The phrase “Eat meat and veggies, nuts and seeds, some fruit, little starch, and no sugar,” embodies a balanced diet without tying down to specific foods. This phrase can guide someone early on in their nutrition journey to make the steps toward overall eating better. It can be memorized and remembered in the kitchen and the grocery store. When thinking nutritious food, think “meat, veggies, nuts and seeds, some fruit, little starch, and no sugar.” These thoughts can be powerful in helping us make healthful decisions about our food.
Let’s break this phrase down:
- Meat is a primary source of all essential amino acids. These are the proteins our body needs to function, and we cannot make them on our own. Consuming these amino acids is possible with a meatless diet, but as far as efficiency goes, meat works faster and better. Veggies have amino acids, but not all in the same place. Some work needs to be done to balance these veggies out to get all the required proteins in your diet.
- Veggies are on the good side of the glycemic index as a carbohydrate which means hormone levels are more stable and sustainable when we eat vegetables. When vegetables are used as the primary carbohydrate in a diet, there is no need to worry about “carb counting.” You will quickly become full before you reach your daily allotment, especially if you are physically active.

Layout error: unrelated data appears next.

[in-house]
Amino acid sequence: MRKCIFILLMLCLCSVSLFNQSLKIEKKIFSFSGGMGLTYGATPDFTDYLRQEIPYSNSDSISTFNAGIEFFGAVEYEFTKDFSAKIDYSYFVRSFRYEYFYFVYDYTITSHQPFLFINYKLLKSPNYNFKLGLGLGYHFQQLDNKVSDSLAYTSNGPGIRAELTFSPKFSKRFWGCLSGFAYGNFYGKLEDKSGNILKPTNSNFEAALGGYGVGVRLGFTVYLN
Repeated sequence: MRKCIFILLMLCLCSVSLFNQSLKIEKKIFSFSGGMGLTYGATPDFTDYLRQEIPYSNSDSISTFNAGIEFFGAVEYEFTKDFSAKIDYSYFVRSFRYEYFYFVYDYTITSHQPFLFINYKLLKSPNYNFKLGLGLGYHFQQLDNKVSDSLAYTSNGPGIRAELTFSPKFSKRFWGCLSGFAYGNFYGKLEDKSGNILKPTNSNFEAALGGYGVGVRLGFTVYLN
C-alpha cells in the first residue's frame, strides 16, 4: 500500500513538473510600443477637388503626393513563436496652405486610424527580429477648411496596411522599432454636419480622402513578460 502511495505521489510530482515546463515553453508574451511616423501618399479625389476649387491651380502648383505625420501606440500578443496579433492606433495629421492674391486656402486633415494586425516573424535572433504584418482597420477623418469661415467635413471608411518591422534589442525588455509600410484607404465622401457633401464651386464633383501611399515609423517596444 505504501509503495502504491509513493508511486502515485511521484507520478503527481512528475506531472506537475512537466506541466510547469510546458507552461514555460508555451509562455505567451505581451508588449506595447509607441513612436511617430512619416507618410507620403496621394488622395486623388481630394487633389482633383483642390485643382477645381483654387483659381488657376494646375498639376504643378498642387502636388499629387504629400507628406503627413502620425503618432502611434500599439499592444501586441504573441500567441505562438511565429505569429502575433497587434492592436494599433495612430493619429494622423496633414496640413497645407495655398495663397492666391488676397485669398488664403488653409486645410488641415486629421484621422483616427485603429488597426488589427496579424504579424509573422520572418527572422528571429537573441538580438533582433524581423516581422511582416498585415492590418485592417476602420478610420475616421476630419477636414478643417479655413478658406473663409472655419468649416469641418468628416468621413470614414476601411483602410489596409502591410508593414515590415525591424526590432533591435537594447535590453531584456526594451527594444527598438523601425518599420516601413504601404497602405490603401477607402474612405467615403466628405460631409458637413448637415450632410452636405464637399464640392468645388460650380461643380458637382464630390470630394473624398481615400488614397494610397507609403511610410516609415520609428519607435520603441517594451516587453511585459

- Nuts and seeds are a powerful source of fat. Fat is full of energy and can quickly balance out a diet or meal full of protein and carbs.
- “Some” fruit, but how much? Let’s keep it simple and say, “less fruits than vegetables.” Fruits have plenty of antioxidants, vitamins, and some minerals, but if the plate has the appropriate veggies on it, then some fruit is good for a sweeter variety of carbohydrates.
- Little starch is on the other side of glycemic index. Like with fruit, a quick way to think about amount to have it should be the smallest portion of carbohydrates you consume.
- No sugar is tough (especially because carbs are all technically sugar). What this really means is no added sugar. Limit the amount of extra sugar added to drinks and common junk foods because there is already plenty in your fruits, veggies, and starches.
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